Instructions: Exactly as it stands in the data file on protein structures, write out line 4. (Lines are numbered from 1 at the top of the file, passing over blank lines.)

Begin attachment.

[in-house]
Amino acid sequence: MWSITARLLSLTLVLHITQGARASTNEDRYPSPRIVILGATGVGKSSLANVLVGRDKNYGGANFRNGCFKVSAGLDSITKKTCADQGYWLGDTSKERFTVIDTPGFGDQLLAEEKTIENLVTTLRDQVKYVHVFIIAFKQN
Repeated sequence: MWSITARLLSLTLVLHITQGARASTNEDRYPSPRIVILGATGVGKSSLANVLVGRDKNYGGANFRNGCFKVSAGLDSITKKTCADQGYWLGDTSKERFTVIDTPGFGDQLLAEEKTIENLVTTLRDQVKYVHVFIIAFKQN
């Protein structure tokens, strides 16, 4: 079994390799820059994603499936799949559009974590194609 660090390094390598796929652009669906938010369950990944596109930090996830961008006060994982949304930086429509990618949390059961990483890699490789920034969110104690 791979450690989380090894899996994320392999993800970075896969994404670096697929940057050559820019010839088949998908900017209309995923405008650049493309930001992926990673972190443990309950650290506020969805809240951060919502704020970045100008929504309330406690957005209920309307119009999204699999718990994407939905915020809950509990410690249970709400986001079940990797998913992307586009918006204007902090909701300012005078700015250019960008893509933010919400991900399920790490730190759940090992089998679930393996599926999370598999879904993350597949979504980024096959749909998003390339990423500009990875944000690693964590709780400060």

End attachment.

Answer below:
């Protein structure tokens, strides 16, 4: 079994390799820059994603499936799949559009974590194609 660090390094390598796929652009669906938010369950990944596109930090996830961008006060994982949304930086429509990618949390059961990483890699490789920034969110104690 791979450690989380090894899996994320392999993800970075896969994404670096697929940057050559820019010839088949998908900017209309995923405008650049493309930001992926990673972190443990309950650290506020969805809240951060919502704020970045100008929504309330406690957005209920309307119009999204699999718990994407939905915020809950509990410690249970709400986001079940990797998913992307586009918006204007902090909701300012005078700015250019960008893509933010919400991900399920790490730190759940090992089998679930393996599926999370598999879904993350597949979504980024096959749909998003390339990423500009990875944000690693964590709780400060």